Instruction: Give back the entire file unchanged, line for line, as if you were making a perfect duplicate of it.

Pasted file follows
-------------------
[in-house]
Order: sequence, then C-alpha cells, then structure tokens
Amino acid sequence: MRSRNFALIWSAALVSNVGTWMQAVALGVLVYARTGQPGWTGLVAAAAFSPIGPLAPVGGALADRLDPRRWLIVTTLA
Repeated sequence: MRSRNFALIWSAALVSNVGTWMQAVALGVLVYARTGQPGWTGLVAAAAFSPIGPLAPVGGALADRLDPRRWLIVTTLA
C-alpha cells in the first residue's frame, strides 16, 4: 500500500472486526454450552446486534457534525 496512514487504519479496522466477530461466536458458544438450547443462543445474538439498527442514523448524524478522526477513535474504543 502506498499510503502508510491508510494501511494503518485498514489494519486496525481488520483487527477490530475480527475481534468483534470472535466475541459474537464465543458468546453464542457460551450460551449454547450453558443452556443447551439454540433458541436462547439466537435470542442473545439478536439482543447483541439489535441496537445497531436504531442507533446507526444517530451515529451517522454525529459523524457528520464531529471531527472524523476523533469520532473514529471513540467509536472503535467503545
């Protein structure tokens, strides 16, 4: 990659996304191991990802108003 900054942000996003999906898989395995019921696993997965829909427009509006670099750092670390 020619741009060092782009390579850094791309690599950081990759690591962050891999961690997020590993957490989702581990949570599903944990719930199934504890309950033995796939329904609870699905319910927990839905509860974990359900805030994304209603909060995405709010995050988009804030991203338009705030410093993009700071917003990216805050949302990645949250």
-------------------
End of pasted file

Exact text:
[in-house]
Order: sequence, then C-alpha cells, then structure tokens
Amino acid sequence: MRSRNFALIWSAALVSNVGTWMQAVALGVLVYARTGQPGWTGLVAAAAFSPIGPLAPVGGALADRLDPRRWLIVTTLA
Repeated sequence: MRSRNFALIWSAALVSNVGTWMQAVALGVLVYARTGQPGWTGLVAAAAFSPIGPLAPVGGALADRLDPRRWLIVTTLA
C-alpha cells in the first residue's frame, strides 16, 4: 500500500472486526454450552446486534457534525 496512514487504519479496522466477530461466536458458544438450547443462543445474538439498527442514523448524524478522526477513535474504543 502506498499510503502508510491508510494501511494503518485498514489494519486496525481488520483487527477490530475480527475481534468483534470472535466475541459474537464465543458468546453464542457460551450460551449454547450453558443452556443447551439454540433458541436462547439466537435470542442473545439478536439482543447483541439489535441496537445497531436504531442507533446507526444517530451515529451517522454525529459523524457528520464531529471531527472524523476523533469520532473514529471513540467509536472503535467503545
């Protein structure tokens, strides 16, 4: 990659996304191991990802108003 900054942000996003999906898989395995019921696993997965829909427009509006670099750092670390 020619741009060092782009390579850094791309690599950081990759690591962050891999961690997020590993957490989702581990949570599903944990719930199934504890309950033995796939329904609870699905319910927990839905509860974990359900805030994304209603909060995405709010995050988009804030991203338009705030410093993009700071917003990216805050949302990645949250």